Thomas Downing and Oysters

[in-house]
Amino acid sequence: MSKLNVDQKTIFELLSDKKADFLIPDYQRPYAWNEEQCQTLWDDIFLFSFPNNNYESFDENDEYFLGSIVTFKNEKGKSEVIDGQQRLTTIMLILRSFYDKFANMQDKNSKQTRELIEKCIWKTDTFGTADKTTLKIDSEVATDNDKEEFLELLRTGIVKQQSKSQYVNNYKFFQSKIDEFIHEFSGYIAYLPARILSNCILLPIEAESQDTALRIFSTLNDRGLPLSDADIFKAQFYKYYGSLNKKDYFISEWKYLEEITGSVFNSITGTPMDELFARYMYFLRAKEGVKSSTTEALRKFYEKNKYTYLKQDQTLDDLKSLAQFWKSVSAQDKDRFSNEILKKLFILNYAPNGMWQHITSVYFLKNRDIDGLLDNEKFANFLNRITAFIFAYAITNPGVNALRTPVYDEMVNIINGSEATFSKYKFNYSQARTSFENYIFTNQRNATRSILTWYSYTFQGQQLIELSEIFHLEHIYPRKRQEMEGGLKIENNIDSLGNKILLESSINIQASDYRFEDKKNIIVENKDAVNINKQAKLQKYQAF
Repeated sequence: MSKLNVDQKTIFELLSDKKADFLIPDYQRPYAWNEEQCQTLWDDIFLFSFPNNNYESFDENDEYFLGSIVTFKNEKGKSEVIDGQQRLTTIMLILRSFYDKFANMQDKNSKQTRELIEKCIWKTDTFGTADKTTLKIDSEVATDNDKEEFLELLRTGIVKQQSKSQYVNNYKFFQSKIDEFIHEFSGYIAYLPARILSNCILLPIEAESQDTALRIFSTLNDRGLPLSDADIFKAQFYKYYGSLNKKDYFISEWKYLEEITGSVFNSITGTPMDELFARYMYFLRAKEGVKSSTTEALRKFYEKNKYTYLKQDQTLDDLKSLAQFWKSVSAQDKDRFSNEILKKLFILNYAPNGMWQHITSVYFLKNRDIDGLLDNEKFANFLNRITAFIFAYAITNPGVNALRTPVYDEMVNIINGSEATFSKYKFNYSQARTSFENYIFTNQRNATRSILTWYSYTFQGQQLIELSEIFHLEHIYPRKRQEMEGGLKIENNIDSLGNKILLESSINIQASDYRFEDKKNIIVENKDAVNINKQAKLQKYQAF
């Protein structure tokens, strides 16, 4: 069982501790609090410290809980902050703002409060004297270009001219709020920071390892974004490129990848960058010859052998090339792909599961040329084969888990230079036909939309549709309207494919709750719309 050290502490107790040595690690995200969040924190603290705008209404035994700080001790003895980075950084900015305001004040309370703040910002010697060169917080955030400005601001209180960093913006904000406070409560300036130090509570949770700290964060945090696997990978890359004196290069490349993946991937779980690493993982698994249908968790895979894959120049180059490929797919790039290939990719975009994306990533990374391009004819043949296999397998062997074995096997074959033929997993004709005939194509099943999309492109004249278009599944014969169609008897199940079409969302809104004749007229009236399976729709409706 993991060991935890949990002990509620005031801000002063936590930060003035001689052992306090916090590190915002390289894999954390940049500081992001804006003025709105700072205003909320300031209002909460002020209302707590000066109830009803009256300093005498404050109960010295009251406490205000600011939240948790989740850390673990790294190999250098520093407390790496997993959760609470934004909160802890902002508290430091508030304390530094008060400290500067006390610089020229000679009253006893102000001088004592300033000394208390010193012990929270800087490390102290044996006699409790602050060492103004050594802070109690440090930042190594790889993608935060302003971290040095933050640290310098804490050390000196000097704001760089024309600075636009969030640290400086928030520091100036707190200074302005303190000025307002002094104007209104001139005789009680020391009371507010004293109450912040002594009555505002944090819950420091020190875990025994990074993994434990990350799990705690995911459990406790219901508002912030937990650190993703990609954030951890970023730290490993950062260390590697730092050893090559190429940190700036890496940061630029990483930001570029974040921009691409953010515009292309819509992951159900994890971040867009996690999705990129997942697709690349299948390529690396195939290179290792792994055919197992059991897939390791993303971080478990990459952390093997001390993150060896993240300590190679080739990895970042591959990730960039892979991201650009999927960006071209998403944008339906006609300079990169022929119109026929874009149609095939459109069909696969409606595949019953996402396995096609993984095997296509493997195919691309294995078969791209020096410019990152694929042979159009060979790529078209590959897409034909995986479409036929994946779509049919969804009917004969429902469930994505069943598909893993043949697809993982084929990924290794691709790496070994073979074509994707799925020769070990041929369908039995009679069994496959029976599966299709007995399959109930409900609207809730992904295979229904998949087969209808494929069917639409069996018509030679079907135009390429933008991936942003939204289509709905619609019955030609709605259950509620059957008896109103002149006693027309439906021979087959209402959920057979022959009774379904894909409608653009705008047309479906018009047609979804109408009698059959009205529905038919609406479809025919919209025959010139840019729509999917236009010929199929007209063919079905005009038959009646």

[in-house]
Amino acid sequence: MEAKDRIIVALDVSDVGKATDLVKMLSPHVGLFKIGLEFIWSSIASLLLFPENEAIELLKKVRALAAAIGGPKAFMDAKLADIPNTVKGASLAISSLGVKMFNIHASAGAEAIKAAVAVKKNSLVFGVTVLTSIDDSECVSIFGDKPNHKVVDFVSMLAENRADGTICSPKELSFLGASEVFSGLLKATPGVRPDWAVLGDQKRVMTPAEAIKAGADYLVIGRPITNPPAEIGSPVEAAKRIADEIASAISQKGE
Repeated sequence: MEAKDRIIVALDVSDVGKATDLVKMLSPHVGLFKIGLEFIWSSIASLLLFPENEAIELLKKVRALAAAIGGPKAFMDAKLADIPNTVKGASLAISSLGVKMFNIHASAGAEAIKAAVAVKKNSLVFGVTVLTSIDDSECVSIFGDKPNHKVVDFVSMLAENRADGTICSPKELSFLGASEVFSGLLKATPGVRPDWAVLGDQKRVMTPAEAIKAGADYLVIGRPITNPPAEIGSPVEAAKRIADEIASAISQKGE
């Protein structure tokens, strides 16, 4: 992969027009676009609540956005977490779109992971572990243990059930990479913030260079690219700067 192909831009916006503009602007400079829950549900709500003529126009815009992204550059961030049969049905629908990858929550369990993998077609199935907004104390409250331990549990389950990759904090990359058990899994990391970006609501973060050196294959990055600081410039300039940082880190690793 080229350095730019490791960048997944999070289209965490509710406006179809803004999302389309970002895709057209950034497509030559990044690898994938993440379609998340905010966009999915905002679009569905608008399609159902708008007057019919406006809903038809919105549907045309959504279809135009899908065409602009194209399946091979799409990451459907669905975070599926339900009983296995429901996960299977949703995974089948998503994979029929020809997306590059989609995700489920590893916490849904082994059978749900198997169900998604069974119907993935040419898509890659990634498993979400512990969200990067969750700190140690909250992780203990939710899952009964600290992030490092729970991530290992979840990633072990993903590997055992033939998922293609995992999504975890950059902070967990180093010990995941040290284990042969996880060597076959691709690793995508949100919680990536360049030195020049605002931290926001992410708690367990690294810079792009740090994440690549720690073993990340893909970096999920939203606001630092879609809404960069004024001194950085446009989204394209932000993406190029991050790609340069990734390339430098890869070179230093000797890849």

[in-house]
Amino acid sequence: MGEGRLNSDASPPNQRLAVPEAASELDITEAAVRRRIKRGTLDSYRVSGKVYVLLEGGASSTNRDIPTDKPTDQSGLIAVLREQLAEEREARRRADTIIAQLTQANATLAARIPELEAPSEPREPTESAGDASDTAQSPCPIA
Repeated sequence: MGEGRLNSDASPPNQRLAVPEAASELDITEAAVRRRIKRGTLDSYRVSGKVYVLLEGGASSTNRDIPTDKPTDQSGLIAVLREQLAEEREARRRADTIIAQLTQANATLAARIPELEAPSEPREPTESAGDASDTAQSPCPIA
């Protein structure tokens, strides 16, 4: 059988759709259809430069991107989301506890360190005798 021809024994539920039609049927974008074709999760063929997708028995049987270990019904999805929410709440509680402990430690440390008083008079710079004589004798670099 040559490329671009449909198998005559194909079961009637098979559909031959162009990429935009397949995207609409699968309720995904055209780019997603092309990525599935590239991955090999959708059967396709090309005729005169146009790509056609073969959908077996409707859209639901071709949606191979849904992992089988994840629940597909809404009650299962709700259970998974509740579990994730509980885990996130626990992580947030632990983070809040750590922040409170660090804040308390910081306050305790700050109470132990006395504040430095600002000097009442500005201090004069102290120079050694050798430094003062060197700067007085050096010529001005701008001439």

Thomas Downing (1791–1866), a free black raised in Chincoteague, Virginia, ran the most famous, and very likely the best, oyster cellar in New York. He shipped oysters to Paris and London—Queen Victoria was so pleased with hers that she sent him a gold chronometer watch. When Charles Dickens visited New York in 1842, it was Downing who catered the “Boz Ball,” the great novelist’s official welcome to the city. Even in an oyster-mad city like New York, few of the oystermen knew their trade as well as Downing, who had been raking oysters since he was a child. He opened his restaurant in 1825; ten years later it was so popular that he expanded into two neighboring buildings. Offering raw oysters, fried oysters, oyster stews, and even a poached turkey stuffed with oysters, Downing’s menu made him a wealthy man. He was widely known for his philanthropy and for his activism in the abolitionist movement.